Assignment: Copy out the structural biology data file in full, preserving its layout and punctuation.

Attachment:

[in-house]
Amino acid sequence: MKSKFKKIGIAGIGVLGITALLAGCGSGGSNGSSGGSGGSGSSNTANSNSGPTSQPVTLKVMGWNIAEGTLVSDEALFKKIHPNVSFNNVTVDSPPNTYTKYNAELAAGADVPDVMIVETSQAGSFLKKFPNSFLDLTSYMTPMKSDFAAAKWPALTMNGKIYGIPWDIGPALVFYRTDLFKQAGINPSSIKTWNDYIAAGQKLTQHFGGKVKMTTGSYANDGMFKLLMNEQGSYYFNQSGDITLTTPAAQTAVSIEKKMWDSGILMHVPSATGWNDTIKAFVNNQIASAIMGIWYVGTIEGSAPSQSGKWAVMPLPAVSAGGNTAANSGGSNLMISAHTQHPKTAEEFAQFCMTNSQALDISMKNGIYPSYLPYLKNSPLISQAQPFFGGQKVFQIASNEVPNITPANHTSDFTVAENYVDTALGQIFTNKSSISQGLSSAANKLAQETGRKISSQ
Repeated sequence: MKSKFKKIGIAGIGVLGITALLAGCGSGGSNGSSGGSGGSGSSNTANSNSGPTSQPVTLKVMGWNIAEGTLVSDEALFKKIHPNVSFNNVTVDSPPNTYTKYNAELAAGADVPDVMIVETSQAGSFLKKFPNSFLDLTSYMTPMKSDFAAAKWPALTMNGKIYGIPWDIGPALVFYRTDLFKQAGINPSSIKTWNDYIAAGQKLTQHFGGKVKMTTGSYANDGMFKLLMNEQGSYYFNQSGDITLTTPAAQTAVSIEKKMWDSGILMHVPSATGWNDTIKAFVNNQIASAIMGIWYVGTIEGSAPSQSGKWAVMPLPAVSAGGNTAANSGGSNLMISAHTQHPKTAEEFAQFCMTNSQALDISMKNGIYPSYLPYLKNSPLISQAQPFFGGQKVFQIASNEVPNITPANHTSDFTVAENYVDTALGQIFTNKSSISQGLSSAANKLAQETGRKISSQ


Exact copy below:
[in-house]
Amino acid sequence: MKSKFKKIGIAGIGVLGITALLAGCGSGGSNGSSGGSGGSGSSNTANSNSGPTSQPVTLKVMGWNIAEGTLVSDEALFKKIHPNVSFNNVTVDSPPNTYTKYNAELAAGADVPDVMIVETSQAGSFLKKFPNSFLDLTSYMTPMKSDFAAAKWPALTMNGKIYGIPWDIGPALVFYRTDLFKQAGINPSSIKTWNDYIAAGQKLTQHFGGKVKMTTGSYANDGMFKLLMNEQGSYYFNQSGDITLTTPAAQTAVSIEKKMWDSGILMHVPSATGWNDTIKAFVNNQIASAIMGIWYVGTIEGSAPSQSGKWAVMPLPAVSAGGNTAANSGGSNLMISAHTQHPKTAEEFAQFCMTNSQALDISMKNGIYPSYLPYLKNSPLISQAQPFFGGQKVFQIASNEVPNITPANHTSDFTVAENYVDTALGQIFTNKSSISQGLSSAANKLAQETGRKISSQ
Repeated sequence: MKSKFKKIGIAGIGVLGITALLAGCGSGGSNGSSGGSGGSGSSNTANSNSGPTSQPVTLKVMGWNIAEGTLVSDEALFKKIHPNVSFNNVTVDSPPNTYTKYNAELAAGADVPDVMIVETSQAGSFLKKFPNSFLDLTSYMTPMKSDFAAAKWPALTMNGKIYGIPWDIGPALVFYRTDLFKQAGINPSSIKTWNDYIAAGQKLTQHFGGKVKMTTGSYANDGMFKLLMNEQGSYYFNQSGDITLTTPAAQTAVSIEKKMWDSGILMHVPSATGWNDTIKAFVNNQIASAIMGIWYVGTIEGSAPSQSGKWAVMPLPAVSAGGNTAANSGGSNLMISAHTQHPKTAEEFAQFCMTNSQALDISMKNGIYPSYLPYLKNSPLISQAQPFFGGQKVFQIASNEVPNITPANHTSDFTVAENYVDTALGQIFTNKSSISQGLSSAANKLAQETGRKISSQ